China Could Be World's Biggest Wind Power By 2020

It almost goes without saying that China is on track to become the biggest [fill in the blank], at least according to its statistics-crazed government. Most recently, the superlatives have included the car market (the 2nd biggest in the world) and gambling (Macao trumps Las Vegas). A more attractive stat of late comes from the Global Wind Energy Council (GWEC): China is set to become the world's largest producer of wind power by 2020, when it could draw 150 million kilowatts (kw) from the gusts along its enormous coasts and vast deserts and plains, generating 10 percent or more of its needs. Currently, the country ranks seventh in the world for wind power production, leaping 30 percent on an annual average, since 2000 (350,000 kw) to 1.26 million kw in 2005. And in 2007, says one analyst, the country's wind power capacity is set to rise by 65 percent. All in all, China boasts a total capacity of 3.2 billion kw, of which one billion kw can be developed, according to the GWEC report. But coming anywhere near that capacity--and attracting more crucial foreign investment--will require reforms of the country's wind pricing mechanism.One major impetus for developing wind (see the strong foreign interest and the country's innovative mag-lev turbine) is the central government's 2005 mandate that major power firms must generate at least 5 percent of their electricity from renewable sources by 2010 and 10 percent by 2020; standing in the way is the cheap coal, so common in the developing world, that makes up 75 percent of the country's energy mix--and an unhealthy percentage of its air. Indeed, the country's energy reduction goals set out by China's EPA at the start of 2006--cutting energy intensity by 4 percent and emissions of pollutants by 2 percent—"have absolutely not been achieved," according to environmental minister Pan Yue. In the first half of the year, energy consumption per unit of gross domestic product actually rose 0.8 percent. It was, Pan said, "the most grim year for China's environmental situation."

Also blocking wind's path is the country's bid-based pricing system, which the GWEC says is seriously hindering the market. Under the current regime, big state-owned power companies can bid well below realistic market prices, offsetting their losses with profits from coal-fired plants (a new one is registered every week). According to Worldwatch, for a series of projects in recent years, the winning bids ranged from 4.6 to 6.5 cents per kWh. According to one expert, the current average cost of wind power in China is between 6.3 and 8 cents per kWh; thus, all the projects authorized suffered a net loss.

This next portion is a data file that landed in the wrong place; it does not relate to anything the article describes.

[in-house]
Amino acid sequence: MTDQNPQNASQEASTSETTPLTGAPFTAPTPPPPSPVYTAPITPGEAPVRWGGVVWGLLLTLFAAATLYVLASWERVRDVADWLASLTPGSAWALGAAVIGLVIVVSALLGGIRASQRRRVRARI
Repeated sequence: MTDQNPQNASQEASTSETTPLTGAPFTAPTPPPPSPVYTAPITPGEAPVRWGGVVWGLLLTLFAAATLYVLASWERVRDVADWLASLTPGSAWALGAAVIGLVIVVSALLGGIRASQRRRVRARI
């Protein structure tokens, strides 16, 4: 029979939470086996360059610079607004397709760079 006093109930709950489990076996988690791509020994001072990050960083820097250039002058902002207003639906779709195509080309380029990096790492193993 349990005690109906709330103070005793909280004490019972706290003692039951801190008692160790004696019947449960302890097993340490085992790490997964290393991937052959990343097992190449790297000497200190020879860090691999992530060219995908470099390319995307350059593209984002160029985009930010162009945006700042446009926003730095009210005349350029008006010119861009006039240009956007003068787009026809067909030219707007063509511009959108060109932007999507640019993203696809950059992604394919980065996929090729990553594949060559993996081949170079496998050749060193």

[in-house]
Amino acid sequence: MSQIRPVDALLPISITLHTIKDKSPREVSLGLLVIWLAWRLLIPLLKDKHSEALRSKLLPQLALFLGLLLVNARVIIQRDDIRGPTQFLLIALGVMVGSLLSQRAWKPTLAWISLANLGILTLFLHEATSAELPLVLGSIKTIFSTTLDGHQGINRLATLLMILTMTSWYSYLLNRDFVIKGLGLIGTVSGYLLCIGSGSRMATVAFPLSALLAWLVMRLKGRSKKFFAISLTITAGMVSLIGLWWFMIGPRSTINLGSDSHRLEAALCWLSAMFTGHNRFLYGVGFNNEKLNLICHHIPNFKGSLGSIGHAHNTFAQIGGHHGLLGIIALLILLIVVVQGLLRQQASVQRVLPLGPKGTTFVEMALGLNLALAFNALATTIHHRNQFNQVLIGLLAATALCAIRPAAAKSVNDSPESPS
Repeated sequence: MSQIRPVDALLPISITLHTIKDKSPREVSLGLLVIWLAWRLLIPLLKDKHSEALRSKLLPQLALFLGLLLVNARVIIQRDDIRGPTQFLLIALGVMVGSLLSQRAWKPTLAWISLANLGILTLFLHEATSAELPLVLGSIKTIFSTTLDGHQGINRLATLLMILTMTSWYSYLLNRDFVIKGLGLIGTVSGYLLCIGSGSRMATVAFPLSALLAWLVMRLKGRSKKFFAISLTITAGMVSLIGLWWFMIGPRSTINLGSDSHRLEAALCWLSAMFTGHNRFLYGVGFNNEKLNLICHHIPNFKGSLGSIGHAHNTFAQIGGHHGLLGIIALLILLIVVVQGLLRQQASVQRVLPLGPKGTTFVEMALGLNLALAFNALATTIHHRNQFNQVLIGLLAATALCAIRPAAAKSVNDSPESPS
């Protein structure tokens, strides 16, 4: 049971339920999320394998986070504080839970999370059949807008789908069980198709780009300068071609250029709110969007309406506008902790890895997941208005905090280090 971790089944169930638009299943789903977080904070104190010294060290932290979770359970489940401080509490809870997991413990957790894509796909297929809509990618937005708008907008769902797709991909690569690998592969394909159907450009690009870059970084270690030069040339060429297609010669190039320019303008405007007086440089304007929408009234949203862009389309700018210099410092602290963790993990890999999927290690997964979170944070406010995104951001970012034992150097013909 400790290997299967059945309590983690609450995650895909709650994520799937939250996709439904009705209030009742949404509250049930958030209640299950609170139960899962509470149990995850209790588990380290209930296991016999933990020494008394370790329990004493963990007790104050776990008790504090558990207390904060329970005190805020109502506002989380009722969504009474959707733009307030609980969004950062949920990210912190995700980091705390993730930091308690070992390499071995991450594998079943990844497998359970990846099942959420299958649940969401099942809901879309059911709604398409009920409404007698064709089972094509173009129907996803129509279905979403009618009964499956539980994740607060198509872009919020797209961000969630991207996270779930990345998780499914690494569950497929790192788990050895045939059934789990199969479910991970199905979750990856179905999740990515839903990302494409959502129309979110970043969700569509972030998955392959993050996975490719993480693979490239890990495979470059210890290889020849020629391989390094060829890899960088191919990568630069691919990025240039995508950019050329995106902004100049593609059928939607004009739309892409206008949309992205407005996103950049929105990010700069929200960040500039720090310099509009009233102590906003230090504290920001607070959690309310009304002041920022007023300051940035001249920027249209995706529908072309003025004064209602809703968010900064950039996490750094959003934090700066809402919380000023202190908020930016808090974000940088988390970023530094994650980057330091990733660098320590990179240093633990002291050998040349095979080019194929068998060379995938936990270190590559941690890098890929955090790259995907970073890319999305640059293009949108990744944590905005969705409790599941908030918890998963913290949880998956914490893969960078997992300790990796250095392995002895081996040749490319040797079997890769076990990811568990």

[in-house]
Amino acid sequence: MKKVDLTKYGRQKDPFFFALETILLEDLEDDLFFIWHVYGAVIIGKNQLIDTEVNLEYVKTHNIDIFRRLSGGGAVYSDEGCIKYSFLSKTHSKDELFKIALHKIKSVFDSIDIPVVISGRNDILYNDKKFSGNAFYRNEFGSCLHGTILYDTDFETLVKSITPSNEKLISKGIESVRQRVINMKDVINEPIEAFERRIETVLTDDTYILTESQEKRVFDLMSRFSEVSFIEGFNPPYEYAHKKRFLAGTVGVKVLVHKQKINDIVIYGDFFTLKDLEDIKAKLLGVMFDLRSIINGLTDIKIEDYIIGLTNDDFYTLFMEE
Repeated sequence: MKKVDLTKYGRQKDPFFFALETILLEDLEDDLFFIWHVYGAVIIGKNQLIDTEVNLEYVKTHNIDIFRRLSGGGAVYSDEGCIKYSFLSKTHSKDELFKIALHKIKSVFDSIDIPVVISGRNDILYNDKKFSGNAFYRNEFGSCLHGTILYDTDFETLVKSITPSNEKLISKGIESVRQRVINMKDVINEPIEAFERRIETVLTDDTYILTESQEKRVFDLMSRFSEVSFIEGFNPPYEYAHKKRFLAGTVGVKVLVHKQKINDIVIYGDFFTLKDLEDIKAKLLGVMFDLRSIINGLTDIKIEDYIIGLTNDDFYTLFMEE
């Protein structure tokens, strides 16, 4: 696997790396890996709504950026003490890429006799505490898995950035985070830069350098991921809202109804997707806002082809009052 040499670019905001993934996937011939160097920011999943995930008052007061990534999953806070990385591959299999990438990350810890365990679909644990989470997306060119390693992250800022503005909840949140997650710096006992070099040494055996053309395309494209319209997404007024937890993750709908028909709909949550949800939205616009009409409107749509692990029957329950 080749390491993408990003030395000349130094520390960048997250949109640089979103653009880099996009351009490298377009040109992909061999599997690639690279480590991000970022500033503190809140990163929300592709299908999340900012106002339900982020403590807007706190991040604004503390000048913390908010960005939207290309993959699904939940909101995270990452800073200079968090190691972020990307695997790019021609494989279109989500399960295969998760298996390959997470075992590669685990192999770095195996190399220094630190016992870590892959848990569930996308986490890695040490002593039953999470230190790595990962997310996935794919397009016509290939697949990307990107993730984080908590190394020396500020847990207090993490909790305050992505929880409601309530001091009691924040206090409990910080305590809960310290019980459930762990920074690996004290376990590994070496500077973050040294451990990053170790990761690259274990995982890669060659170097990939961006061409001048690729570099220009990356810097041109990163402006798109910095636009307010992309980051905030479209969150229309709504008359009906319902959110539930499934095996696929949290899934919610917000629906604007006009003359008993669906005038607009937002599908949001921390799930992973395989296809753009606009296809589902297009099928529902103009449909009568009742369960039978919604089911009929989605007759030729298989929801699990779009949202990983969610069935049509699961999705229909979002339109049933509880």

"The price volatility and uncertainty caused by the current regulation harms foreign and domestic private manufacturers and developers, who are discouraged by a pricing pressure they cannot sustain," Arthouros Zervos, chairman of the Global Wind Energy Council (GWEC), said at a renewables conference in Beijing in early December.

In an October report, GWEC, the Chinese Renewable Energy Industries Association (CREIA) and Greenpeace called on the government to change the mechanism for wind power pricing to a fixed tariff system like that of Germany, which would mean the price is regulated directly by the government. The report also calls for more incentives for domestic and foreign investors.

Already, China's small scale hydro and solar systems (its water heaters make up 60% of the world's) make it the world leader in renewable investment. And, according to Xinhua news agency,

During the 11th Five-Year Plan period (2006-2010), China will set up about 30 large wind power projects of 100 MW at regions with abundant wind power resources, such as eastern coastal areas, Hebei Province and Inner Mongolia Autonomous Region in north China.
In terms of small wind power projects, China has already developed the largest market in the world. By the end of 2005, China has installed 320,000 small wind turbine generators with a total capacity of 65,000 kw, supplying power to residents in remote areas...

Given the rising costs of oil and coal and the ever-increasing cost of global warming and pollution, China's attempt to beat western countries (not to mention India) at catching the wind faces stiff competition: but as long as the right reforms are made, China's wind investors and its citizens are facing a wind-wind situation no matter what.

Take note: The 2007 China International Wind Energy Exhibition And Symposium is this April in Shanghai

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